Progress is slowly being made with my poems. I just finished one about a depressed girl, but it sort of made me feel depressed. The only other thing I really have going for me is a new story I started, but I doubt it’s going anywhere. It’s a mystery, which, simply put, is way out of my comfort zone. I’ve stayed away from writing mysteries since a writing contest fiasco in fourth grade, and I vowed I would never write another one again. Now I’m trying, and I realize why I vowed not to.
Ugh, this is so pathetic. The only way I can write is with poems, and even those don’t come naturally to me anymore. Today I had to actually think about things that would rhyme instead of just letting the words come. Besides poem, all I really have is this blog, which is why I’ve turned to it in this time of desperation. Right now I’m writing just for the sake of writing, to try to badly tape up the missing piece of me.
The tape will hold until I publish this post. Then it will disintegrate, and the piece will be missing once more.
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Note: Yeah, I know: “The Crossroads of Destiny”? Don’t ask.
I suppose I don’t even have to say it, because it’s fairly obvious, but I love the Harry Potter series. Who doesn’t? Harry Potter and the Deathly Hallows is one of my favorite books of all-time. Unfortunately, I don’t actually own any of the Harry Potter books; they reside on the bookshelf of my older sister. Because of this, I have only read each book once. However, recently, there has been a new way to refresh myself on the world of Potter. You guessed it. Pottermore.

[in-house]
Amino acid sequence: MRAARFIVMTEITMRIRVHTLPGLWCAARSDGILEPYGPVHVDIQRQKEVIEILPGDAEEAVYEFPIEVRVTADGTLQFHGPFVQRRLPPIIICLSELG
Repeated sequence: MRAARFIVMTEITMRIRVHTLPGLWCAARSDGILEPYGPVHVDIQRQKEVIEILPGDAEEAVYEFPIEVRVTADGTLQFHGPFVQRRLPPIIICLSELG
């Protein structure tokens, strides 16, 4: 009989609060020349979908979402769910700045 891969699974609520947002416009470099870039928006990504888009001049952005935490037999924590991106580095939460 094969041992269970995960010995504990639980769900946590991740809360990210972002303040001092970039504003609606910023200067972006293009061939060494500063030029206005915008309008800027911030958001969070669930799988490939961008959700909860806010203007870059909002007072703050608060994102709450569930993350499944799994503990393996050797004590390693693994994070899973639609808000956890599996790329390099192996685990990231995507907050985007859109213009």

Of course I got an account as soon as I could. On Day4 of the Magical Quill Challenge, I found myself in the middle of a lake in Wisconsin, on a boat with my family. I borrowed my mom’s iPhone and answered the question easily. After a few technological glitches–we were in the middle of nowhere, after all–everything was set. More than a month later, I received an email that gave me access to my Pottermore account.
Was I expecting it to be amazing? Yes! And was it? Well… It definitely was cool to move through each chapter, to find hidden objects to collect. And when I got my wand, a 12 and a quarter inch spruce with a phoenix feather core, I was ecstatic. And sure, when I got sorted in to Ravenclaw, I was excited. But after that? What was there left to do?
Only book one is available for viewing. There is no music or sound effects. There are glitches with potion making. The spells seem rather pointless–in a literal sense. I wanted to try to earn house points for Ravenclaw, but practicing spells doesn’t do that. I would try a Wizard Duel, but it’s “under maintennance” and cannot be played. The Pottermore experience is sorely lacking in interaction. I feel like I’m going through the motions, travelling from chapter to chapter but not really doing anything in them.